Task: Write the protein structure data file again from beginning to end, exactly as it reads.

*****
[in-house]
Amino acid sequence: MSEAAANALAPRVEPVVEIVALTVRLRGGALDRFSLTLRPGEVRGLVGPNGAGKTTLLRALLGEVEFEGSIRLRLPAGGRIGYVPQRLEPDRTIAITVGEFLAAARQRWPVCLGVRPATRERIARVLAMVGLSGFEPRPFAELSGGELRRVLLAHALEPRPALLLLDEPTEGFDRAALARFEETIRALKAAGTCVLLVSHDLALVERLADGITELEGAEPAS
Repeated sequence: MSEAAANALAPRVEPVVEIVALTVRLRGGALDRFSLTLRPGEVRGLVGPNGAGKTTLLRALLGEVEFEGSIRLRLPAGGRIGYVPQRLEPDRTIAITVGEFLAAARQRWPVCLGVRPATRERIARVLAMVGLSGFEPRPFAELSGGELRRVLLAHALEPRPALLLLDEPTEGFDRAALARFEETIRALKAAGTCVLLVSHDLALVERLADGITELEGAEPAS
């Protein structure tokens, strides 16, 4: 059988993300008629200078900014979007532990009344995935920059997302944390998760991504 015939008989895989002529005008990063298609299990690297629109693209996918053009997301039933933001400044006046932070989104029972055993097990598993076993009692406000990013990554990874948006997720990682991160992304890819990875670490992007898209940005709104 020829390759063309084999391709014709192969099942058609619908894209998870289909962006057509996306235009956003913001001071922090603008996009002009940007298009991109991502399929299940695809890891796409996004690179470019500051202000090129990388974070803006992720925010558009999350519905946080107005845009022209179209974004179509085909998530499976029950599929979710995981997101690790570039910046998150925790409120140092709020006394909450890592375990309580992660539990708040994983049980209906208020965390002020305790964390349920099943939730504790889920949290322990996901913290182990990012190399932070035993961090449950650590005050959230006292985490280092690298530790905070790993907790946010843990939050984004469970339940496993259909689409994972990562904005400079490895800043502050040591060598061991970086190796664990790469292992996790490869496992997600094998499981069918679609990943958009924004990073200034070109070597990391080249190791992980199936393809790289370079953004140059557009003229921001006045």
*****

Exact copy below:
[in-house]
Amino acid sequence: MSEAAANALAPRVEPVVEIVALTVRLRGGALDRFSLTLRPGEVRGLVGPNGAGKTTLLRALLGEVEFEGSIRLRLPAGGRIGYVPQRLEPDRTIAITVGEFLAAARQRWPVCLGVRPATRERIARVLAMVGLSGFEPRPFAELSGGELRRVLLAHALEPRPALLLLDEPTEGFDRAALARFEETIRALKAAGTCVLLVSHDLALVERLADGITELEGAEPAS
Repeated sequence: MSEAAANALAPRVEPVVEIVALTVRLRGGALDRFSLTLRPGEVRGLVGPNGAGKTTLLRALLGEVEFEGSIRLRLPAGGRIGYVPQRLEPDRTIAITVGEFLAAARQRWPVCLGVRPATRERIARVLAMVGLSGFEPRPFAELSGGELRRVLLAHALEPRPALLLLDEPTEGFDRAALARFEETIRALKAAGTCVLLVSHDLALVERLADGITELEGAEPAS
């Protein structure tokens, strides 16, 4: 059988993300008629200078900014979007532990009344995935920059997302944390998760991504 015939008989895989002529005008990063298609299990690297629109693209996918053009997301039933933001400044006046932070989104029972055993097990598993076993009692406000990013990554990874948006997720990682991160992304890819990875670490992007898209940005709104 020829390759063309084999391709014709192969099942058609619908894209998870289909962006057509996306235009956003913001001071922090603008996009002009940007298009991109991502399929299940695809890891796409996004690179470019500051202000090129990388974070803006992720925010558009999350519905946080107005845009022209179209974004179509085909998530499976029950599929979710995981997101690790570039910046998150925790409120140092709020006394909450890592375990309580992660539990708040994983049980209906208020965390002020305790964390349920099943939730504790889920949290322990996901913290182990990012190399932070035993961090449950650590005050959230006292985490280092690298530790905070790993907790946010843990939050984004469970339940496993259909689409994972990562904005400079490895800043502050040591060598061991970086190796664990790469292992996790490869496992997600094998499981069918679609990943958009924004990073200034070109070597990391080249190791992980199936393809790289370079953004140059557009003229921001006045």